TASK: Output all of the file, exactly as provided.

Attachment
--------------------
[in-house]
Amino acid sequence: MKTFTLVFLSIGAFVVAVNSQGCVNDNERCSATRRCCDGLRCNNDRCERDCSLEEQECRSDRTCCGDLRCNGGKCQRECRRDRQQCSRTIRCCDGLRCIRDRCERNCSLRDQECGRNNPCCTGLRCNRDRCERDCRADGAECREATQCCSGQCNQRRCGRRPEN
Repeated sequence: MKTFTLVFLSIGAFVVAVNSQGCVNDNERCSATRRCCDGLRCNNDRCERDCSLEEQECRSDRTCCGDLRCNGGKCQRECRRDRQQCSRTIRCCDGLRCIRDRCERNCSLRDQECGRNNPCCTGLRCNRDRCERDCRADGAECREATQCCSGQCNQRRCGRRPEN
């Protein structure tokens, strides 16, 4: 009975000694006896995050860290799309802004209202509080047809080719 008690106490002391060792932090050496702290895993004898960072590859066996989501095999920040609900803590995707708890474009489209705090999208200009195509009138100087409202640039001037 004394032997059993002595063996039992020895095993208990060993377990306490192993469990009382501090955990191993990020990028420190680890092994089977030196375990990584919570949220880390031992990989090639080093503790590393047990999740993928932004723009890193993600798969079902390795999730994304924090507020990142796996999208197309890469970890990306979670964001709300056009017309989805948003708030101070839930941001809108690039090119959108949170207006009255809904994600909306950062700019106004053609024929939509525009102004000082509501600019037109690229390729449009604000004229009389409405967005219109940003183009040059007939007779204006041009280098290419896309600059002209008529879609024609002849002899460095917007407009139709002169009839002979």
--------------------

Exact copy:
[in-house]
Amino acid sequence: MKTFTLVFLSIGAFVVAVNSQGCVNDNERCSATRRCCDGLRCNNDRCERDCSLEEQECRSDRTCCGDLRCNGGKCQRECRRDRQQCSRTIRCCDGLRCIRDRCERNCSLRDQECGRNNPCCTGLRCNRDRCERDCRADGAECREATQCCSGQCNQRRCGRRPEN
Repeated sequence: MKTFTLVFLSIGAFVVAVNSQGCVNDNERCSATRRCCDGLRCNNDRCERDCSLEEQECRSDRTCCGDLRCNGGKCQRECRRDRQQCSRTIRCCDGLRCIRDRCERNCSLRDQECGRNNPCCTGLRCNRDRCERDCRADGAECREATQCCSGQCNQRRCGRRPEN
């Protein structure tokens, strides 16, 4: 009975000694006896995050860290799309802004209202509080047809080719 008690106490002391060792932090050496702290895993004898960072590859066996989501095999920040609900803590995707708890474009489209705090999208200009195509009138100087409202640039001037 004394032997059993002595063996039992020895095993208990060993377990306490192993469990009382501090955990191993990020990028420190680890092994089977030196375990990584919570949220880390031992990989090639080093503790590393047990999740993928932004723009890193993600798969079902390795999730994304924090507020990142796996999208197309890469970890990306979670964001709300056009017309989805948003708030101070839930941001809108690039090119959108949170207006009255809904994600909306950062700019106004053609024929939509525009102004000082509501600019037109690229390729449009604000004229009389409405967005219109940003183009040059007939007779204006041009280098290419896309600059002209008529879609024609002849002899460095917007407009139709002169009839002979």